But whatever it happens to be, if you’re reading young adult fiction for a year, read young adult fiction for a year. After a while, you probably got to have enough of that. But don’t go around making your reading life a kind of means of authenticating yourself as a serious person. It’s just no way to live. So, I would always tell them, “Give yourself a break. Don’t make a list. See where Whim takes you.”

Brett McKay:

And so, this capitol Whim, I mean, I think there seems to be like whim, people think whim, there’s things sort of randomness.

Alan Jacobs:

Right.

Brett McKay:

But it sounds like the Whim that you’re describing is it’s random but also structured at the same time in a way.

Alan Jacobs:

Well, what happens is that there is a kind of an emergent structure in a way, things emerge. So, here’s one of the things that I will tell people. I’ll say, “Let’s say you really love Tolkien and you’ve read Lord of the Rings like 10 times and you’re not sure you want to read the Lord of the Rings again.” First of all, I will say, “Rereading is always a good idea. It’s always a good idea. But there may be times when you think, yeah, maybe I don’t need an 11th reading of the Lord of the Rings.”

And so, I’ll say, “Well then, let’s move upstream a little bit. Why don’t you ask yourself what did Tolkien read? What did he love? If you love Tolkien’s writing, what writing did Tolkien love and kind of go upstream of him and find out what he read.” And in that way, you’re doing something that is really substantial. I mean, learning about some new things, some important things, things that are really valuable, but you’re also kind of following whatever it is in your spirit that responded to Lord of the Rings. You’re taking it to that next level.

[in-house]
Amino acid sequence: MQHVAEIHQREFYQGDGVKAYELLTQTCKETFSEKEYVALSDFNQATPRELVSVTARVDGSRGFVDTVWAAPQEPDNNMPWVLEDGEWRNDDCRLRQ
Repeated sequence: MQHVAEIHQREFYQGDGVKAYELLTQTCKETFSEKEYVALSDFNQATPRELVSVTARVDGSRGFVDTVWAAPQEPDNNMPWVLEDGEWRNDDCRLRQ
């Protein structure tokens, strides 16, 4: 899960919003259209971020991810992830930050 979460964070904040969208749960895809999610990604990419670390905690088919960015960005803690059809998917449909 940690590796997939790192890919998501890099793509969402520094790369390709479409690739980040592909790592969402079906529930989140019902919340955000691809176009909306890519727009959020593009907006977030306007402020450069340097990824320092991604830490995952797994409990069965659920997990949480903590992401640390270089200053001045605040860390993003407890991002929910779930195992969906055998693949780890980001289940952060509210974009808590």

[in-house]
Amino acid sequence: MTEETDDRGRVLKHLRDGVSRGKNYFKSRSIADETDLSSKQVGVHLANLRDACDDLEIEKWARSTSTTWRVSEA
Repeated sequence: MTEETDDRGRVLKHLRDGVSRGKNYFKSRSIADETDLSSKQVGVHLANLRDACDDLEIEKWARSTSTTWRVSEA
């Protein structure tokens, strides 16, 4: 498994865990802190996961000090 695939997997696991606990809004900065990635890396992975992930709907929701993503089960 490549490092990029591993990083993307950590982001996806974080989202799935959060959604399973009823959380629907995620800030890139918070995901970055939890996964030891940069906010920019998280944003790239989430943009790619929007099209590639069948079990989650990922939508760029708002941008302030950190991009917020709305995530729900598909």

Brett McKay:

Yeah. We do this series on the site called the Libraries of Famous Men where we take some great person from history. It could be like we’ve done Bruce Lee. We’ve done Ernest Hemingway. We’ve done Theodore Roosevelt. And we look at their libraries and the books that they read. Because I think there’s a quote I read somewhere. It’s like if you really want to find out about someone you look up to, don’t read what they wrote, read what they read because that’s what shaped them.

Alan Jacobs:

Yeah, exactly. That’s the idea. And it is something in which it’s not a dry scholarly exercise. You’re being drawn by something you love. You’re being drawn by something that has really spoken to your heart and you’re moving through that and on to a much broader terrain.

And so, it’s a way to expand your reading and grow and deepen your mind, but without that sense of duty of just marking things off of list. The problem with that is I think when you’re marking things off a list, that’s not really a sign that you want to read something. That’s a sign that you want to have read something or you want to be able to say you have read something. And if that’s all that matters, then hey, just go and read the Wikipedia’s plot summary. Save yourself some time.

Brett McKay:

Well, and the other thing about this upstream tactic of expanding your reading, so say like you do like Tolkien and you start reading what he read. Like eventually, you’re going to and probably end up to one of those great books.